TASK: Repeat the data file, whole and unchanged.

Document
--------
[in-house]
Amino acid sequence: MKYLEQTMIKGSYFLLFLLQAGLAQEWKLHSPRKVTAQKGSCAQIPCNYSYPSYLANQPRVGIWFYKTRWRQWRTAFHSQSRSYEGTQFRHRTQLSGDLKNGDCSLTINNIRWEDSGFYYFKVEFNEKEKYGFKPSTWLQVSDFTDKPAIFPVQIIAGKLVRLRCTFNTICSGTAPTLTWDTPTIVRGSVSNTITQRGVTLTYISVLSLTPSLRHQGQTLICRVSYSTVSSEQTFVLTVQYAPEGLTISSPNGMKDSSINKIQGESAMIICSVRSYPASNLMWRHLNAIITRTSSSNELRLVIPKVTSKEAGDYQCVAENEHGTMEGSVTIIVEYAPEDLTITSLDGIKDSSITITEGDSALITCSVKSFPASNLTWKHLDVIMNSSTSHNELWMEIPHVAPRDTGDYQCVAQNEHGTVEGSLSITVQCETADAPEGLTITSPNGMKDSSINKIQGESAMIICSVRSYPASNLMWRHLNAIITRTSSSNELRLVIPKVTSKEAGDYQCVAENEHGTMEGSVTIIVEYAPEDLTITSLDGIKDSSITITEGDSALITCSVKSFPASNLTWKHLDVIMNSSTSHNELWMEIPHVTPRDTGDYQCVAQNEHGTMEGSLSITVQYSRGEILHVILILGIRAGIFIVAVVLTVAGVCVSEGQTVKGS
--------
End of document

[in-house]
Amino acid sequence: MKYLEQTMIKGSYFLLFLLQAGLAQEWKLHSPRKVTAQKGSCAQIPCNYSYPSYLANQPRVGIWFYKTRWRQWRTAFHSQSRSYEGTQFRHRTQLSGDLKNGDCSLTINNIRWEDSGFYYFKVEFNEKEKYGFKPSTWLQVSDFTDKPAIFPVQIIAGKLVRLRCTFNTICSGTAPTLTWDTPTIVRGSVSNTITQRGVTLTYISVLSLTPSLRHQGQTLICRVSYSTVSSEQTFVLTVQYAPEGLTISSPNGMKDSSINKIQGESAMIICSVRSYPASNLMWRHLNAIITRTSSSNELRLVIPKVTSKEAGDYQCVAENEHGTMEGSVTIIVEYAPEDLTITSLDGIKDSSITITEGDSALITCSVKSFPASNLTWKHLDVIMNSSTSHNELWMEIPHVAPRDTGDYQCVAQNEHGTVEGSLSITVQCETADAPEGLTITSPNGMKDSSINKIQGESAMIICSVRSYPASNLMWRHLNAIITRTSSSNELRLVIPKVTSKEAGDYQCVAENEHGTMEGSVTIIVEYAPEDLTITSLDGIKDSSITITEGDSALITCSVKSFPASNLTWKHLDVIMNSSTSHNELWMEIPHVTPRDTGDYQCVAQNEHGTMEGSLSITVQYSRGEILHVILILGIRAGIFIVAVVLTVAGVCVSEGQTVKGS